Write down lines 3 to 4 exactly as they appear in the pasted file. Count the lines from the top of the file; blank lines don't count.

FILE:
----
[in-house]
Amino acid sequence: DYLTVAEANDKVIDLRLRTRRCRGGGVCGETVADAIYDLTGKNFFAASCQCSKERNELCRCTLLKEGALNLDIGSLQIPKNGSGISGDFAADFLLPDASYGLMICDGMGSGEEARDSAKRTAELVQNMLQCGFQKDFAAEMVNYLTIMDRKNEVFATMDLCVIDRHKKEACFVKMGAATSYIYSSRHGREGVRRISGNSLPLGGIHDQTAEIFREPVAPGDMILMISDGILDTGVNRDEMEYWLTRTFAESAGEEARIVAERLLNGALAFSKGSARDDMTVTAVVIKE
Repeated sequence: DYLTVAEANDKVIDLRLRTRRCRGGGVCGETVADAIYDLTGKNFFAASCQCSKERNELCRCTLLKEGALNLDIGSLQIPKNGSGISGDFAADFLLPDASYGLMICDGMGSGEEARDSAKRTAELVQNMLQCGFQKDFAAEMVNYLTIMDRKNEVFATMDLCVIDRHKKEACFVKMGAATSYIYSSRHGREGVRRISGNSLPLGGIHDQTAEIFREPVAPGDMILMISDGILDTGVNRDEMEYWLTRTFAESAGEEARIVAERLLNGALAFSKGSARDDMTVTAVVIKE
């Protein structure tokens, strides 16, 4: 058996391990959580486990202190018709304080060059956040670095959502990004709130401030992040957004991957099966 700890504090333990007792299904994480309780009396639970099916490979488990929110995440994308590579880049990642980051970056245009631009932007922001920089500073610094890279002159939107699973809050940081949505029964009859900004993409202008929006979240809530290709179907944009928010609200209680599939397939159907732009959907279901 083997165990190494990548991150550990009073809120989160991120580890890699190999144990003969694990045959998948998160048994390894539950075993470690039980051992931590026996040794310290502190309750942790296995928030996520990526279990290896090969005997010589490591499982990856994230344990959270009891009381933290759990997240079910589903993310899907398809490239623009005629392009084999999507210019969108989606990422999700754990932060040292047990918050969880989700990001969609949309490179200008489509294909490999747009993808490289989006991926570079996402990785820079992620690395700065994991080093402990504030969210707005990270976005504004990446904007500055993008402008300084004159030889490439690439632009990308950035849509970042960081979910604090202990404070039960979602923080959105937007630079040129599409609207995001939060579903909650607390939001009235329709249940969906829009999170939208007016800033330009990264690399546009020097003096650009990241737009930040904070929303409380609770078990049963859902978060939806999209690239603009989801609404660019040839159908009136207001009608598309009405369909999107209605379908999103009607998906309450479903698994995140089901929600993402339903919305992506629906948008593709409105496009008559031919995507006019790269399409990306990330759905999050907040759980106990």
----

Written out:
Repeated sequence: DYLTVAEANDKVIDLRLRTRRCRGGGVCGETVADAIYDLTGKNFFAASCQCSKERNELCRCTLLKEGALNLDIGSLQIPKNGSGISGDFAADFLLPDASYGLMICDGMGSGEEARDSAKRTAELVQNMLQCGFQKDFAAEMVNYLTIMDRKNEVFATMDLCVIDRHKKEACFVKMGAATSYIYSSRHGREGVRRISGNSLPLGGIHDQTAEIFREPVAPGDMILMISDGILDTGVNRDEMEYWLTRTFAESAGEEARIVAERLLNGALAFSKGSARDDMTVTAVVIKE
């Protein structure tokens, strides 16, 4: 058996391990959580486990202190018709304080060059956040670095959502990004709130401030992040957004991957099966 700890504090333990007792299904994480309780009396639970099916490979488990929110995440994308590579880049990642980051970056245009631009932007922001920089500073610094890279002159939107699973809050940081949505029964009859900004993409202008929006979240809530290709179907944009928010609200209680599939397939159907732009959907279901 083997165990190494990548991150550990009073809120989160991120580890890699190999144990003969694990045959998948998160048994390894539950075993470690039980051992931590026996040794310290502190309750942790296995928030996520990526279990290896090969005997010589490591499982990856994230344990959270009891009381933290759990997240079910589903993310899907398809490239623009005629392009084999999507210019969108989606990422999700754990932060040292047990918050969880989700990001969609949309490179200008489509294909490999747009993808490289989006991926570079996402990785820079992620690395700065994991080093402990504030969210707005990270976005504004990446904007500055993008402008300084004159030889490439690439632009990308950035849509970042960081979910604090202990404070039960979602923080959105937007630079040129599409609207995001939060579903909650607390939001009235329709249940969906829009999170939208007016800033330009990264690399546009020097003096650009990241737009930040904070929303409380609770078990049963859902978060939806999209690239603009989801609404660019040839159908009136207001009608598309009405369909999107209605379908999103009607998906309450479903698994995140089901929600993402339903919305992506629906948008593709409105496009008559031919995507006019790269399409990306990330759905999050907040759980106990």